Thursday, October 26, 2006

Morning News Roundup (26 October)

BushCo's Wars
  • Wednesday's dramatic events in Iraq began with a US military raid into Sadr City, the vast Shiite slum full of followers of nationalist young cleric Muqtada al-Sadr. The soldiers said that they were looking for a suspected death squad leader. The Americans were attacked by Mahdi Army militiamen, and they called in air support. US planes dropped bombs on this area full of civilians. Iraqi police and hospital officials reported that the fighting and bombing left 4 Iraqis dead and 18 wounded. Aljazeera is showing footage of a combination funeral/ anti-American demonstration in Sadr City.

    Iraqi Prime Minister Nuri al-Maliki roundly condemned the US raid, of which he said he had had no foreknowledge, and he complained bitterly about the lack of coordination between the US and his office. Al-Maliki also, however, warned that armed militiamen in the streets would not be tolerated. [Juan Cole's Informed Comment]

  • Five U.S. servicemen were killed in western Iraq on Wednesday, raising the October death toll to 96 and making it the fourth deadliest month for U.S. troops in the 3-1/2 year war, the U.S. military reported Thursday. [WaPo]

  • Horror at the bloodshed accompanying the U.S. effort to bring democracy to Iraq has accomplished what human rights activists, analysts and others say Syrian President Bashar al-Assad had been unable to do by himself: silence public demands for democratic reforms here.
    [...]
    Advocates of democracy are equated now with supporters of America, even "traitors," said Maan Abdul Salam, 36, a Damascus publisher who has coordinated conferences on women's rights and similar topics.

    "Now, talking about democracy and freedom has become very difficult and sensitive," Salam said. "The people are not believing these thoughts anymore. When the U.S. came to Iraq, it came in the name of democracy and freedom. But all we see are bodies, bodies, bodies." [WaPo]

  • At least 60 civilians were killed during NATO operations in a volatile southern area of Afghanistan this week. If confirmed, the civilian deaths would be the highest caused by Western forces since the U.S.-led invasion in 2001. [WaPo]

Climate Crisis
  • Climate change could tilt the world's economy into the worst global recession in recent history, a report will warn next week. Sir Nicholas Stern, a former chief economist with the World Bank, will warn that governments need to tackle the problem head-on by cutting emissions or face economic ruin. The findings, due to be released on Monday, will turn economic argument about global warming on its head by insisting that fighting global warming will save industrial nations money. [The Guardian]

Domestic Potpourri
  • The New Jersey Supreme Court left the door ajar for the approval of same-sex marriage Wednesday, ruling that gay couples are entitled to rights no different from those of heterosexual couples.

    The court gave state legislators 180 days to craft a bill offering same-sex couples the same rights as opposite-sex couples, though it appeared to leave open a choice between calling the status "marriage" or "civil unions."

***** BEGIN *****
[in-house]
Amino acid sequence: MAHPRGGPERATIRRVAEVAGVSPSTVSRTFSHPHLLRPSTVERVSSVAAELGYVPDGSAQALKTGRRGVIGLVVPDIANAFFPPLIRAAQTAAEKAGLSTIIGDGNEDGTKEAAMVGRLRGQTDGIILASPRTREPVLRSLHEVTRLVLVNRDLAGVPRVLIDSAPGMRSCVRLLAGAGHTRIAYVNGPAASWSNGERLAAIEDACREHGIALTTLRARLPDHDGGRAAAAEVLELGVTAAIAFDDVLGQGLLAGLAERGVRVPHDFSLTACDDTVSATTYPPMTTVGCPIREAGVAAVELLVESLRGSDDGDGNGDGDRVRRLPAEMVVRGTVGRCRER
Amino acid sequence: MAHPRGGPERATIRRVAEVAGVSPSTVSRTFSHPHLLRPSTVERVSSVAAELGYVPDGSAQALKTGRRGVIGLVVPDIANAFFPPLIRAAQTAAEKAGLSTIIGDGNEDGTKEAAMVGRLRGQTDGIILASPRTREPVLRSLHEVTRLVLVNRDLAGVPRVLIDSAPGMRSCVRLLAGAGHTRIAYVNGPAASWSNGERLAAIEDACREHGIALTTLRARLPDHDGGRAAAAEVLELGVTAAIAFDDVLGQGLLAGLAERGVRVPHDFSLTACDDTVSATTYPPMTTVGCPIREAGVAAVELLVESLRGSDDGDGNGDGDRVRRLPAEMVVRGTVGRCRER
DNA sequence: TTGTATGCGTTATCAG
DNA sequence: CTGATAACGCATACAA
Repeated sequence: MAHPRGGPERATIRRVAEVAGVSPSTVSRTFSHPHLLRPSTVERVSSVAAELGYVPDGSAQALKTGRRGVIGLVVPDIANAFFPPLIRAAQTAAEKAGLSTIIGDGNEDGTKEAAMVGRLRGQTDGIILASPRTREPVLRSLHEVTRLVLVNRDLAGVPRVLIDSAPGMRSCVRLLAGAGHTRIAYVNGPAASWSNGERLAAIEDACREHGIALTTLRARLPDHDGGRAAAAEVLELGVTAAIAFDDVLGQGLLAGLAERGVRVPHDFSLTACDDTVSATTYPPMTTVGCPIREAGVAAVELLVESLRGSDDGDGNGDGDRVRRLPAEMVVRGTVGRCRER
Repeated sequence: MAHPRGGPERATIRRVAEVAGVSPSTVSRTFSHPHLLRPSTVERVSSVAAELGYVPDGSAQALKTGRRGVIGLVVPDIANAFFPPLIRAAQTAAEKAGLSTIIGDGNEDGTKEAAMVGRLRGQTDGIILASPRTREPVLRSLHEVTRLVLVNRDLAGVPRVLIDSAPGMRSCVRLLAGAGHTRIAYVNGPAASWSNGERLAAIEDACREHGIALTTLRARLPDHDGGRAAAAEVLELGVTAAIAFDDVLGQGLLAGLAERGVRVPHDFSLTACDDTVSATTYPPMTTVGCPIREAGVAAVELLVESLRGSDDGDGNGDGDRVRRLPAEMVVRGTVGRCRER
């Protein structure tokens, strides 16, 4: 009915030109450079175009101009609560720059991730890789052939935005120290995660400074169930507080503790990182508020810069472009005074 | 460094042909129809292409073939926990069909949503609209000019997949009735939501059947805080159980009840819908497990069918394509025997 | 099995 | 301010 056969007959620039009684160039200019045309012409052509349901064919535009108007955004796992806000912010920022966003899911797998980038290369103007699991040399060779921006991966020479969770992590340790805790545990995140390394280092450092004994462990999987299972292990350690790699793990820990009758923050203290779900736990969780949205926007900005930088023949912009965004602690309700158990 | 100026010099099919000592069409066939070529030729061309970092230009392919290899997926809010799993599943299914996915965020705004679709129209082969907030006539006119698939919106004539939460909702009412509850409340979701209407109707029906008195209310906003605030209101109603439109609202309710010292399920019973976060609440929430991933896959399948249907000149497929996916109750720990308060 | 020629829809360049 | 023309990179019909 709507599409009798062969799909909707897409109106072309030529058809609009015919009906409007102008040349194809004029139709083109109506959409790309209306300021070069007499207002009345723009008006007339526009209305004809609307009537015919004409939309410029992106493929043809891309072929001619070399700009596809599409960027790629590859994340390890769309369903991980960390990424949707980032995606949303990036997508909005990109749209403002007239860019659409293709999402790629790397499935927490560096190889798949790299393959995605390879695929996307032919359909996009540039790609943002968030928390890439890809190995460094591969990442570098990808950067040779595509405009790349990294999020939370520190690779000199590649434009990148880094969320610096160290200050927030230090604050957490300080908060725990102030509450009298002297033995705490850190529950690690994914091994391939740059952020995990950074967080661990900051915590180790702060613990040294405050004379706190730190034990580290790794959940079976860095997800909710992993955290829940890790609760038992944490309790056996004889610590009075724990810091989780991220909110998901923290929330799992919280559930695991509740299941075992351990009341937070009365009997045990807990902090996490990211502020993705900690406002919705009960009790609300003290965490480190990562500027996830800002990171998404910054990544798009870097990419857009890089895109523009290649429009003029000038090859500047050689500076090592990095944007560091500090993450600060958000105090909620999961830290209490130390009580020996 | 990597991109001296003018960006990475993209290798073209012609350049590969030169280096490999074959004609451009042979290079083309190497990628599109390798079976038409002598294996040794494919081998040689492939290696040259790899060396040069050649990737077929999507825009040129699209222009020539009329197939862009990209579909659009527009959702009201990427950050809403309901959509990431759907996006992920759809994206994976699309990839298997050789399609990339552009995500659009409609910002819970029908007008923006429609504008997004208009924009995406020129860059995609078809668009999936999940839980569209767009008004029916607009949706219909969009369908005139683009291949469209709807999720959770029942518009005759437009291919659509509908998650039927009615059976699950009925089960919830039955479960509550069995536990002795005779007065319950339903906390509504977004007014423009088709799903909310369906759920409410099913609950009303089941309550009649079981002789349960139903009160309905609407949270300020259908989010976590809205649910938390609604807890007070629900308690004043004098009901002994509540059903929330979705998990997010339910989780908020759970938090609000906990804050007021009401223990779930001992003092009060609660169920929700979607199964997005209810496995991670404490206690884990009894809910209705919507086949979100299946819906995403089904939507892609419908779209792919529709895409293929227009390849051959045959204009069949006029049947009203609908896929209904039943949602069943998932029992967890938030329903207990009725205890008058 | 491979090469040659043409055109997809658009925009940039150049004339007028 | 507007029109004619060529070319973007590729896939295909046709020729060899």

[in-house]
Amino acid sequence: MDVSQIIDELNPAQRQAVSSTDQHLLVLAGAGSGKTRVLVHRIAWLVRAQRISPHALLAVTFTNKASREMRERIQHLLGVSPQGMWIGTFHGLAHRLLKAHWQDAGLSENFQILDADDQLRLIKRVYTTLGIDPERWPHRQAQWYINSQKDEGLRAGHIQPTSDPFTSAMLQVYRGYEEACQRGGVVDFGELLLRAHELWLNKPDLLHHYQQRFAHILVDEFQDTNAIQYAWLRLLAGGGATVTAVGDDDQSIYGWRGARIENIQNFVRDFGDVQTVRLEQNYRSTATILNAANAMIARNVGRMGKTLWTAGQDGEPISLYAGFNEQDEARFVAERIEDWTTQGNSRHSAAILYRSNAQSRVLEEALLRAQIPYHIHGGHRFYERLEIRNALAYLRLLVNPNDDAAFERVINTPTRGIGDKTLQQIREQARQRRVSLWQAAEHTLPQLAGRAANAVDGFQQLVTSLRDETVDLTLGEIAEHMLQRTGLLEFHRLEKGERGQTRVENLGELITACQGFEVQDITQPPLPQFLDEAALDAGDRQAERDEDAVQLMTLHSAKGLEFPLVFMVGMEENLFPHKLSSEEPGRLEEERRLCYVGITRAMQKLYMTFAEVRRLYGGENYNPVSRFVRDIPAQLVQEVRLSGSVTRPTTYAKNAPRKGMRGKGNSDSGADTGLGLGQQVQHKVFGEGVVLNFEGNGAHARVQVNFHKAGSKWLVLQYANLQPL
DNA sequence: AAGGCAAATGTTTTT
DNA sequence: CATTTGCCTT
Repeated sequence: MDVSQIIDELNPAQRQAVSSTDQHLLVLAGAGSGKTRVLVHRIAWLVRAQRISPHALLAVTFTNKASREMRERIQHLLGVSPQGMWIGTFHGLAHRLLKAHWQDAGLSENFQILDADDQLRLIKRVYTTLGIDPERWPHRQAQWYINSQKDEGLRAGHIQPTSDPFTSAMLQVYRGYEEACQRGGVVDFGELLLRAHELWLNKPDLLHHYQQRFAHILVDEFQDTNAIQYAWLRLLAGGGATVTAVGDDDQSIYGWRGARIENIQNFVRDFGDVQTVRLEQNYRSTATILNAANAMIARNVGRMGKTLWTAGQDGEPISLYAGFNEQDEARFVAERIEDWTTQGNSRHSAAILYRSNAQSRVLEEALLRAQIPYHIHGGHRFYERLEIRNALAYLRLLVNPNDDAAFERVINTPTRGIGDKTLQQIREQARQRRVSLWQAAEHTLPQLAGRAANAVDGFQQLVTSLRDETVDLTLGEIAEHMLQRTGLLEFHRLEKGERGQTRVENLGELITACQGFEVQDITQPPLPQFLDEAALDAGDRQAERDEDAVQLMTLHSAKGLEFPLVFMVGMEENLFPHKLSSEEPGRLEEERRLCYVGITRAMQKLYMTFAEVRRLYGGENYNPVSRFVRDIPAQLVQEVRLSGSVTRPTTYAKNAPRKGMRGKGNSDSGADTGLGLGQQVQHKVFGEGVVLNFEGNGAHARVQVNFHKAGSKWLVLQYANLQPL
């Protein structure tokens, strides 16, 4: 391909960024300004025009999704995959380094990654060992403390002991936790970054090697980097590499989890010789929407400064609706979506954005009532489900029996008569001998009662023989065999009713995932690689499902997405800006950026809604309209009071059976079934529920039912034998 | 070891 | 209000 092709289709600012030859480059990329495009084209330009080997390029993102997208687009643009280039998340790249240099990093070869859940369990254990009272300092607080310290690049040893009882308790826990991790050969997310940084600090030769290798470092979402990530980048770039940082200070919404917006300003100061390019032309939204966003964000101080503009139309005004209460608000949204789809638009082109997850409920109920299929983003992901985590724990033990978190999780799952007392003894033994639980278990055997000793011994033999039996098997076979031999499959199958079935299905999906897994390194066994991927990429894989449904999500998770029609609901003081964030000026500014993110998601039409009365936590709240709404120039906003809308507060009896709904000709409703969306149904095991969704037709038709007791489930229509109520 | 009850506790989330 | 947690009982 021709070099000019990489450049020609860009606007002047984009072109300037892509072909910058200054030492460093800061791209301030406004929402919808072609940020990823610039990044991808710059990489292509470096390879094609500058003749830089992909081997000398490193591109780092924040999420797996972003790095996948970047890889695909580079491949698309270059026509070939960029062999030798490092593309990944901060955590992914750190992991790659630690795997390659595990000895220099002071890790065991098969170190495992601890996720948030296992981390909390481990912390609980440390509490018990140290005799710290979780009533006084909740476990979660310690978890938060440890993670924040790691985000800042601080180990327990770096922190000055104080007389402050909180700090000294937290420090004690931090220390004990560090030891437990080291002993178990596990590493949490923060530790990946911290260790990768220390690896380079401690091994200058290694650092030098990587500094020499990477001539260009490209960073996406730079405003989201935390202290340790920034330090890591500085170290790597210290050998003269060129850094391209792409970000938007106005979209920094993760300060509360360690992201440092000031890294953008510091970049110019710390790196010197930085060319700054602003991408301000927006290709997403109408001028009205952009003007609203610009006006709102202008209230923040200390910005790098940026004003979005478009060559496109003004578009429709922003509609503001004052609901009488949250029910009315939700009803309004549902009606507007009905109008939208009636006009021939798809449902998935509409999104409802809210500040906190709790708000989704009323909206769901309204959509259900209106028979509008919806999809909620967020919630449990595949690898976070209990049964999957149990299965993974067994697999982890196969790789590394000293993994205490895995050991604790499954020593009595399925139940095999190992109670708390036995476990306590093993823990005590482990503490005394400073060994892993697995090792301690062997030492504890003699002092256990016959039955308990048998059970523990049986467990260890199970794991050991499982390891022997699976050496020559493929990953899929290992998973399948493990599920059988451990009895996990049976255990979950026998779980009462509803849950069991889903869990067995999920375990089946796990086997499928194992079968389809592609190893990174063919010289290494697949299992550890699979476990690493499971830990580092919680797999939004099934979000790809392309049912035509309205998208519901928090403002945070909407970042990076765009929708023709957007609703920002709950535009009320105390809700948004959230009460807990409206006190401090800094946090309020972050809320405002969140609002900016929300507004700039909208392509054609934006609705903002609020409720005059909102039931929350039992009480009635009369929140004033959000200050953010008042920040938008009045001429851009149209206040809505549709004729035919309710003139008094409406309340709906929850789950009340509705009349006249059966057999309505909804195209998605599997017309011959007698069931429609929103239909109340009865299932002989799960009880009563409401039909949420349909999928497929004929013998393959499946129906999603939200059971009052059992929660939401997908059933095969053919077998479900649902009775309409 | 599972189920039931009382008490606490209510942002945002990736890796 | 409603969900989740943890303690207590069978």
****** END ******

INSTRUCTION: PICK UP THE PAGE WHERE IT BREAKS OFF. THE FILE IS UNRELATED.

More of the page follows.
[...]
    The New Jersey decision could stoke the fires for social conservatives elsewhere in the nation, who during this election cycle have complained loudly of their unhappiness with the Republican Party. [WaPo]

  • By now everyone has heard Limbaugh's little commentary about Michael J. Fox's appearance in the ad for Claire McCaskill. Well tonight Keith Olbermann supplied us with the visual to accompany Rush's latest show of idiocy. Head on over to Crooks and Liars to see the video.

  • So it has come to this: Nineteen days before the midterm elections, President Bush flew here to champion the reelection of a congressman who last year settled a $5.5 million lawsuit alleging that he beat his mistress during a five-year affair.
    [...]
    At a time when Republicans are struggling to motivate religious conservatives to go to the polls next month, it is not clear what benefit the White House found in sending Bush to stump for Sherwood -- smack dab in the middle of what Bush, in an official proclamation, dubbed "National Character Counts Week." [Dana Milbank in the WaPo]

  • America's elderly enjoy outsized influence in elections because they vote in greater numbers, but this year they've focused their clout on the Iraq war more than traditional concerns such as health and retirement benefits.

    Poll after poll shows the U.S. war is uppermost in the minds of the gray-haired legions as they help decide whether President George W. Bush's Republican Party will keep control of Congress in the Nov. 7 election. [Reuters]

Big Blue Marble
  • Youths in the Paris suburbs have attacked two buses on the eve of the first anniversary of rioting among immigrant communities. In Nanterre, northwestern Paris, about 10 passengers fled a bus as masked youths set it ablaze, police said. A similar attack happened in Bagnolet, eastern Paris, where a youth held a gun to the bus driver's head while others set it on fire, officials said. Police report a spate of youth violence ahead of the anniversary. [BBC]

[ posted with ecto ]


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